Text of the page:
12. Cynthia A. Stark (1997). Decision Procedures, Standards of Rightness and Impartiality. Noûs 31 (4):478-495.
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  13. Erin Taylor (2013). Irreconcilable Differences. American Philosophical Quarterly 50 (2):181-192.
    This paper argues that theoretical consistency and actionguidingness—as these have been formulated in the moral dilemmas debate—do not rule out interpersonal moral conflict. This leaves open the possibility that theoretical consistency and action-guidingness may demand more than what has been traditionally assumed. That question is considered here. Do these resources rule out all-things-considered interpersonal moral conflict in non-consequentialist theories? This paper argues that neither theoretical consistency nor action-guidingness can rule out such conflict, but action-guidingness properly construed provides a desideratum against (...)
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  14. C. L. ten (1989). Moral Rights and Duties in Wicked Legal Systems. Utilitas 1 (01):135-.
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  15. Sergio Tenenbaum (2014). The Perils of Earnest Consequentializing. Philosophy and Phenomenological Research 88 (1):233-240.
  16. Sergio Tenenbaum (2012). The Idea of Freedom and Moral Cognition in Groundwork III. Philosophy and Phenomenological Research 84 (3):555-589.
    Kant’s views on the relation between freedom and moral law seem to undergo a major, unannounced shift. In the third section of the Groundwork, Kant seems to be using the fact that we must act under the idea of freedom as a foundation for the moral law. However, in the Critique of Practical Reason, Kant claims that our awareness of our freedom depends on our awareness of the moral law. I argue that the apparent conflict between the two texts depends (...)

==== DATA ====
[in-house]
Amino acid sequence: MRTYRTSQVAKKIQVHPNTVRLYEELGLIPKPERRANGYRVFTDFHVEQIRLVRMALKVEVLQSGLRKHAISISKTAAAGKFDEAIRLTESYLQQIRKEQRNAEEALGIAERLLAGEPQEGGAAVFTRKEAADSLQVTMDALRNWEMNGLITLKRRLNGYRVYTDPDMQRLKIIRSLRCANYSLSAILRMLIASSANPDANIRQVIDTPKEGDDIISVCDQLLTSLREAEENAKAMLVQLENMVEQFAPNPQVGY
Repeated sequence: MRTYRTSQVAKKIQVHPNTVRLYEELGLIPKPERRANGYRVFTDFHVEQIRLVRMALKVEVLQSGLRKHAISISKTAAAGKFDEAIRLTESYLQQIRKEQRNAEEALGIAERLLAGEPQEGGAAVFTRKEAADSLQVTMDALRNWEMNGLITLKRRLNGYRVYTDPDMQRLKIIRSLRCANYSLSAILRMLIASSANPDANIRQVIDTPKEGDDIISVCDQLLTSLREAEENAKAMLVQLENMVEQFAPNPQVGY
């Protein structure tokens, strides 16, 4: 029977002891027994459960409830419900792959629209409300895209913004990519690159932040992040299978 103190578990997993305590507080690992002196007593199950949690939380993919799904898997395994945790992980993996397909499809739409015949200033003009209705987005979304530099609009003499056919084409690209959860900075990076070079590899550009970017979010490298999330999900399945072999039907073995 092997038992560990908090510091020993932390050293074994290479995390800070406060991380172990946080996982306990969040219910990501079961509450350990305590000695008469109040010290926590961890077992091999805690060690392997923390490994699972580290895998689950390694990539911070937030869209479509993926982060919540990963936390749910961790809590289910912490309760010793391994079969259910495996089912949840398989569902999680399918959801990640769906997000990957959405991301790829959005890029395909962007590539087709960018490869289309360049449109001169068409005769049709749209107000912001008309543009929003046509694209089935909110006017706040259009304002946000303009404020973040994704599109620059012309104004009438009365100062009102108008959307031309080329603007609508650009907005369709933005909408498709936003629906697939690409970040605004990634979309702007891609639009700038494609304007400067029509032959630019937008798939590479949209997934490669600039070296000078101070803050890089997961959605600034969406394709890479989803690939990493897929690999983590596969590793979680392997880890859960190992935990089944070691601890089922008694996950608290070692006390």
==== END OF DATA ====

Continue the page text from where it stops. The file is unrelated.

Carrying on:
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  17. Mark van Roojen (2008). Some Advantages of One Form of Argument for the Maximin Principle. Acta Analytica 23 (4):319-335.
    This paper presents a non-consequentialist defense of Rawls’s general conception of justice requiring that primary social goods be distributed so that the least share is as great as possible. It suggests that a defense of this idea can be offered within a Rossian framework of prima facie duties. The prima facie duty not to harm constrains people from supporting social institutions which do not leave their fellows with goods and resources above a certain threshold. The paper argues that societies in (...)
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  18. Alex Worsnip (forthcoming). Hobbes and Normative Egoism. Archiv für Geschichte der Philosophie.
    Is Hobbes a normative egoist? That is: does Hobbes think that an agent’s normative reasons are all grounded in her own good? A once-dominant tradition of Hobbes scholarship answers ‘yes’. In an important recent work, however, S.A. Lloyd has argued that the answer to the question is ‘no’, and built an alternative non-egoistic interpretation of Hobbes that stresses reciprocity and mutual justifiability. My aim in this paper is to articulate and defend an original ‘middle way’ interpretation of Hobbes which steers (...)
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  19. Bill Wringe (2014). Collective Obligations: Their Existence, Their Explanatory Power, and Their Supervenience on the Obligations of Individuals. European Journal of Philosophy 21 (4).
    In this paper I discuss a number of different relationships between two kinds of (moral) obligation: those which have individuals as their subject, and those which have groups of individuals as their subject. I use the name collective obligations to refer to obligations of the second sort. I argue that there are collective obligations, in this sense; that such obligations can give rise to and explain obligations which fall on individuals; that because of these facts collective obligations are not simply (...)